Legal dreams made reality - Albuquerque Journal

Legal dreams made reality

Luis Leyva-Castillo, a 2022 graduate of the University of New Mexico School of Law, expects to benefit from a recent Supreme Court rule change that will allow him to obtain a law license regardless of his immigration status. (Chancey Bush/Albuquerque Journal)

Copyright © 2022 Albuquerque Journal

Immigration status will no longer prevent someone from obtaining a license to practice law under a rule change approved by the New Mexico Supreme Court.

The state’s highest court on Friday added a sentence to its rules governing admission to the bar, saying, “License to practice law shall not be denied based solely on the applicant’s citizenship or immigration status.”

The change takes effect Oct. 1.

For Luis Leyva-Castillo, the rule change removes a cloud of uncertainty as he makes the journey from law school to practicing attorney.

Leyva-Castillo, 25, has lived in the U.S. since he was 8 years old and is enrolled in Deferred Action for Childhood Arrivals, or DACA, the federal program that allows him to work legally in the United States.

In May, Leyva-Castillo graduated from the University of New Mexico School of Law and now is waiting to learn if he passed the bar exam he took in July.

Assuming he passed, he said, the Supreme Court rule ensures that he can fulfill his dream of practicing law in New Mexico, regardless of ongoing legal challenges to DACA.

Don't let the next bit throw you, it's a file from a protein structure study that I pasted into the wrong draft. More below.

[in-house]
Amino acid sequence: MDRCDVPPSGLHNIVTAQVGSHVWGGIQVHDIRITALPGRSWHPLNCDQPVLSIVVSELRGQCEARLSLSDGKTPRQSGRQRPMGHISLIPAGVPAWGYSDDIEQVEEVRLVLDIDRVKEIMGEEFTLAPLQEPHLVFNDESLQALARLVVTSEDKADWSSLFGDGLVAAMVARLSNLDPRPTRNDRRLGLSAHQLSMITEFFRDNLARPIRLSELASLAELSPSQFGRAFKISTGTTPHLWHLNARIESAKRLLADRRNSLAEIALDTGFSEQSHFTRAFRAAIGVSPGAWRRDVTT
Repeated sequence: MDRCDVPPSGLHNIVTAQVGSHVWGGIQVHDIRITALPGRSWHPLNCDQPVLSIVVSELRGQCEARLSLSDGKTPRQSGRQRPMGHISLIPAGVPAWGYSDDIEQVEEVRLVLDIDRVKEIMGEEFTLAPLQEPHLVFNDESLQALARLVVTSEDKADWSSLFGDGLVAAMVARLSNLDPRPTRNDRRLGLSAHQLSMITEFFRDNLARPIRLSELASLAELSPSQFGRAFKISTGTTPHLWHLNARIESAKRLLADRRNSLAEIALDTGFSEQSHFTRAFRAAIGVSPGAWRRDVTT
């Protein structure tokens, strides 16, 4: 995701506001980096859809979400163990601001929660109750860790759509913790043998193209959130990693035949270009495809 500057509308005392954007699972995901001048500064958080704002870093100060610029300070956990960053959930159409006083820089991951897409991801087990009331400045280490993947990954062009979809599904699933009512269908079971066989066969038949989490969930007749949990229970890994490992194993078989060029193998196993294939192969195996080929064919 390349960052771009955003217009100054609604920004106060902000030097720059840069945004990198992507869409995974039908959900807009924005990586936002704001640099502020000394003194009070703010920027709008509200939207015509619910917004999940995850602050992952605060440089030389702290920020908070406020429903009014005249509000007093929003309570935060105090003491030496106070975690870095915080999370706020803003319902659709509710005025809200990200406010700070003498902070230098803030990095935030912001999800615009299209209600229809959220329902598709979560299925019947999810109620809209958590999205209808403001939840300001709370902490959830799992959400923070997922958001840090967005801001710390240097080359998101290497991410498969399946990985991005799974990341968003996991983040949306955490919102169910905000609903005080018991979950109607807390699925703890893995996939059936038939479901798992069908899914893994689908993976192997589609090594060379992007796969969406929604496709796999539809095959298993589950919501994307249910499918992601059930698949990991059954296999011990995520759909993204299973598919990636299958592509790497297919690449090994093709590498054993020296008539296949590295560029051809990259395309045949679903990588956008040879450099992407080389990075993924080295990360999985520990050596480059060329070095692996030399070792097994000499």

“Knowing that the state will allow me to fulfill that dream, regardless of what happens at the highest level with the U.S. Supreme Court, that provides me a lot of relief,” he said.

Not everyone is cheering the rule change.

The Republican Party of New Mexico calls the change “an egregious action” that will permit “illegal aliens to practice law” in New Mexico.

Republican Party Chairman Steve Pearce called the rule change an “atrocious action” and accused the Supreme Court of making a “reckless decision” without public input.

“New Mexico’s high court has become authoritarian and appears to be operating outside the limits of its power,” Pearce said in a written statement issued this week.

“This latest rule will open our borders even more, and the Court seems to relish making arbitrary decisions without thinking about consequences,” he said. “This Court has gotten out of control, and it believes it can do whatever it wants.”

Chief Justice C. Shannon Bacon called the rule change “the final step in a natural progression of updating attorney licensure requirements.”

New Mexico for five years has allowed conditional admission of attorney applicants who either have a visa or are covered by DACA, Bacon said in a written statement. Conditional admission was successful and “made it clear it was appropriate now to revise the rule,” she said.

New Mexico is one of at least eight states that now permit admission to the state bar regardless of citizenship or immigration status, Bacon said.